So you've worked up your grand product launch, built your landing pages using the best design software, and sent out word for the big day. After your startup has kicked off and your analytics programs start getting the numbers from your site’s landing page, how do you actually know that your landing page creation is a success?
To determine whether your landing page is hitting all the targets, check it against these three key metrics…
#1 Conversion Rate
Your landing page's conversion rate is one of your site's best touchstones for success. Conversion rate is the percentage of total visitors that convert to leads, sales, or other desired outcomes. Low sales numbers are in many ways a symptom of lagging conversion rate performance.
Here’s a simple equation to calculate your purchase conversion rate: Identify the number of unique visitors within a specific time period, and then divide the figure by the amount of sales transactions within the same time frame. High single digit percentage (1-9%) is considered good for a retail site. But for lead generation sites to be considered a success, conversion rates should be in high teens (13-19%). In your site’s case, what do the numbers say about your landing page’s conversion rate?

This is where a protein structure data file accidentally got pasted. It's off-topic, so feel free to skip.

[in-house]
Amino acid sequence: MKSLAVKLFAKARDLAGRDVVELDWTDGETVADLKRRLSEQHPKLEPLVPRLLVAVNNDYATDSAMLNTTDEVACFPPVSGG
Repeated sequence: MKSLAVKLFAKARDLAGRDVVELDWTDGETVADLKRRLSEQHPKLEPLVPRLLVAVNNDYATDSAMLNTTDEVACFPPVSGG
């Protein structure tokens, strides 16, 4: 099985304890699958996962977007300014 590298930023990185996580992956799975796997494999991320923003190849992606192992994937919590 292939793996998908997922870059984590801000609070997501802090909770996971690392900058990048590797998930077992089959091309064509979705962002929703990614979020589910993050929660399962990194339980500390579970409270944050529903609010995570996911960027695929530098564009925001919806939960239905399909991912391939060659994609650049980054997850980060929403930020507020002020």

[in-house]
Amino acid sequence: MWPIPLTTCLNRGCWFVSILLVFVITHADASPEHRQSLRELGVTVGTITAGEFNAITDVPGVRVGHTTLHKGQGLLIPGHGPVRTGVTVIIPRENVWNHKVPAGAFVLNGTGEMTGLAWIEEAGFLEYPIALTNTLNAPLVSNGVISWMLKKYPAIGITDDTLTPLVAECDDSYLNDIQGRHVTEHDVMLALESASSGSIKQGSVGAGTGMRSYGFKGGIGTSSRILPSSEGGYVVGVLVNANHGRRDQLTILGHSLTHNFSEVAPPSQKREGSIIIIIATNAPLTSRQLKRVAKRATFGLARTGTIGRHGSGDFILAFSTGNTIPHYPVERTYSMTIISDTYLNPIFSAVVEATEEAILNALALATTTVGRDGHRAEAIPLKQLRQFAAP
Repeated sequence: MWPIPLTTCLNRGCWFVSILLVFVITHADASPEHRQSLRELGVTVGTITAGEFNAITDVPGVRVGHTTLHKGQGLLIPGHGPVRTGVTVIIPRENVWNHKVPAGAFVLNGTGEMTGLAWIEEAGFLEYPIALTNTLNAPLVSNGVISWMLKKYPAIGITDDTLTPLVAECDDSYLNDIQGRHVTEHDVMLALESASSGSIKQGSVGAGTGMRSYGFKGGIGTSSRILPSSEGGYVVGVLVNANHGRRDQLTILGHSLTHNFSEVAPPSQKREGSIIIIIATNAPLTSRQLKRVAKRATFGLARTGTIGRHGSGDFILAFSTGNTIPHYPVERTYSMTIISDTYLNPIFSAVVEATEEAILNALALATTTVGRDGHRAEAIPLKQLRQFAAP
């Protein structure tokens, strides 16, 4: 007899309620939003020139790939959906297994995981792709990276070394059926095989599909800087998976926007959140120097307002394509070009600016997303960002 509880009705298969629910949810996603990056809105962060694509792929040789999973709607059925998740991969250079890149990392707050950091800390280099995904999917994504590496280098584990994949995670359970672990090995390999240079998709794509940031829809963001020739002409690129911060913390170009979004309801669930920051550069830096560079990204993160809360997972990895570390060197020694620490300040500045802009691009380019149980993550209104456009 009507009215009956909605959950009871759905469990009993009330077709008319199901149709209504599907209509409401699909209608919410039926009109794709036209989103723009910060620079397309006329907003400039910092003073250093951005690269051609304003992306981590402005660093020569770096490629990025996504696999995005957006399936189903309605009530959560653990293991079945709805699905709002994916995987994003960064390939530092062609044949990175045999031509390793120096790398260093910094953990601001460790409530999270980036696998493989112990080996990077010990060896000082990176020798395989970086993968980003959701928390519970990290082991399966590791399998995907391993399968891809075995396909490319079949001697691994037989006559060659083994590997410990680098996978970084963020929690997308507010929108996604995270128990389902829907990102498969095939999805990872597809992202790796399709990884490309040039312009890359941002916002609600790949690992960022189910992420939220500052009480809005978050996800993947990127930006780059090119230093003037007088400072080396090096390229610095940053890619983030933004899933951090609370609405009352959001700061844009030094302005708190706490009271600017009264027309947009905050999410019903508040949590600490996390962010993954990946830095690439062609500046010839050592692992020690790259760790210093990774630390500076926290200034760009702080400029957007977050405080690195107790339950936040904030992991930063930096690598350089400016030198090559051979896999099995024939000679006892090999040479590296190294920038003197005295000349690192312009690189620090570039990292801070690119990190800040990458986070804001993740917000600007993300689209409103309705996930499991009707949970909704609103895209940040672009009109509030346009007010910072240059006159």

#2 Page Abandonment Rate
Check your landing page's abandonment and bounce rate for an important indication of landing page performance. A bounce occurs when a visitor leaves the page immediately after landing on it. High bounce rates are a red flag for irrelevant keywords and/or traffic sources. Statistics show that 10 percent of visitors leave a site after one click. 55% or over half of visitors leave a site after two clicks, and a whopping 88% percent drop off after the third click. If visitors do stay on the page, how long does it take for them to abandon your landing page?
Last but not the least is to know your site's cost-per-sale. “What is a customer worth to me by single transaction as well as their lifetime value?" Answer this question and you can start working the numbers. Divide your advertising costs by the number of sales to come up with your average cost per sale.
Consider whether a customer's lifetime value (the number of sales and anticipated revenue over time) is worth the loss at front needed to keep him or her. When you have successfully identified the upfront cost per sale, you can then work out the strategies needed to realize big returns over time.
If your landing page is underperforming in any of these 3 key metrics, take it as a wakeup call. Improving your landing page's performance with the right design tools is both practical and essential for your eCommerce site’s success.